Sabar: Puzzling Drumming From Senegal
Wolof sabar drummers play two different styles of music. One style consists of dance rhythms. The other, called bak, consists of elaborate rhythmic compositions. Drummers typically play baks before the dancing begins.
New baks appear in Dakar as quickly as new popular songs appear on AM radio in the United States. Wolof kids trade baks like American kids trade baseball cards.
In a sabar drum troupe, each drummer plays a drum with one bare hand and a stick about 16" long. The drums are tuned to answer each other by their size, shape and method of stringing.
Some of the drummers play accompanying rhythms, while others solo. The accompanying rhythms are carefully crafted so that when they are played together, they interlock to create simultaneous conversations. The bass tones from the hand strokes make one conversation, while the stick strokes make another.
The accompanying parts are called the talmbat, the touli and the m’balax (pronounced m-BAH-lakh, where lakh rhyhmes with lock, but the kh sounds like you’re clearing your throat). Each part provides a different rhythm for different dances. The most important of the accompanying parts is the m’balax, which a sabar drummer must first master before learning to play any other rhythm.
The m’balax has given its name to a Senegalese style of Afropop. The style emerged from the group étoile de Dakar, which included a young singer named Youssou N’Dour. M’balax Afropop typically incorporates one or more sabar drums playing an m’balax rhythm. However, m’balax Afropop rarely incorporates more traditional drumming than this, especially in the recordings exported from Senegal. Traditional sabar drumming continues to offer a universe of music not heard in current Afropop.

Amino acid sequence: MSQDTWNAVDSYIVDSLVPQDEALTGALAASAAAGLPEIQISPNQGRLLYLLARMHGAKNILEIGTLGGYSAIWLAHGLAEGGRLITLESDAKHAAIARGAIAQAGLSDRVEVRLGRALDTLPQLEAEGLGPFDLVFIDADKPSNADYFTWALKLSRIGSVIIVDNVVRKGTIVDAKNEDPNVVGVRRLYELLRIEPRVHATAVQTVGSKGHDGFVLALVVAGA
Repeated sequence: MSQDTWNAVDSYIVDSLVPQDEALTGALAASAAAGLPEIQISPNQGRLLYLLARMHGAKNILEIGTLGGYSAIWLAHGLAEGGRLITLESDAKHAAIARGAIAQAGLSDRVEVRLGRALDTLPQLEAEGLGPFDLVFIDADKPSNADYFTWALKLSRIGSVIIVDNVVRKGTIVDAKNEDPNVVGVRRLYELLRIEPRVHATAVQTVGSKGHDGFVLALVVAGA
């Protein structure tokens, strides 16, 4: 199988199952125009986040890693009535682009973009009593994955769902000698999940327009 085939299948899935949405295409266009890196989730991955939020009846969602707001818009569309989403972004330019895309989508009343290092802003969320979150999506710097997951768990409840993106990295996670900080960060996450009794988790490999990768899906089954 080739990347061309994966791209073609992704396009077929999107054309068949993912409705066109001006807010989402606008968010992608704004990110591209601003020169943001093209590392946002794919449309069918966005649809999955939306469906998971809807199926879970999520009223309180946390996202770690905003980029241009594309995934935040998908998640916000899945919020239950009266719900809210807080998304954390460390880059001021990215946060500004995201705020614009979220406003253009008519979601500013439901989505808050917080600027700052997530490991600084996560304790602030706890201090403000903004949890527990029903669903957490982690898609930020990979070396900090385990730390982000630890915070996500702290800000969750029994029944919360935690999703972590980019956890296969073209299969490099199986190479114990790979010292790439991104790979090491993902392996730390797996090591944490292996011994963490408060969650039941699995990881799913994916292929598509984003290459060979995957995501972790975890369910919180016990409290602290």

Anticipating The Backbeat
The most distinctive trait in Wolof drumming is the placement of the dominant bass beat, which always anticipates what rock and roll musicians call the backbeat. That is, if you count a rhythm as “1 - 2 - 3 - 4”, the Wolof place the strongest bass tones just before the 2 and the 4 (the backbeat). The amount of anticipation varies, depending on the particular rhythm being played. Each placement gives the music a subtly different flavor.
Another notable trait in Wolof sabar drumming is that the parts incorporate flams, or grace strokes (a drummer’s strokes landing together at almost, but not quite, the same time). When the drummers play together, their flams interlock to divide time into patterns much finer than a single drummer could play. The flams add a texture to the music that is feathery yet precise.
A Passion For Syncopation
Sabar rhythms can be especially syncopated. Some are so strongly syncopated that even Wolof dancers have a hard time dancing to them. The more difficult rhythms give the better dancers a chance to excel.
Despite the intensity of syncopation, all Wolof rhythms are four-beat dance rhythms. There are no odd-metered rhythms, like 5/4 or 7/4. However, Wolof drummers do not count their rhythms. Instead, they relate them against a basic reference rhythm, the way that Afro-Cuban drummers relate their own rhythms to the clave.
The Wolof “clave” aligns with the English phrase “a real tall tree.” That is, you can hear the Wolof clave by repeating “a real tall tree, a real tall tree ...” The downbeat — emphasized by the dancers and by anyone clapping — always lands on the word “tree.”
Unlike Afro-Cuban drummers, who always play their clave as an essential part of the music, Wolof drummers do not usually play the Wolof clave explicitly. Instead, they use it as a mental reference. Typically, they play it only to start a bak in unison or to teach a rhythm to someone.
The Wolof approach to drumming is so intuitive and tuned to tradition that Wolof drummers do not have a name for their clave, just as Western musicians do not have a name for the even ticking of a metronome.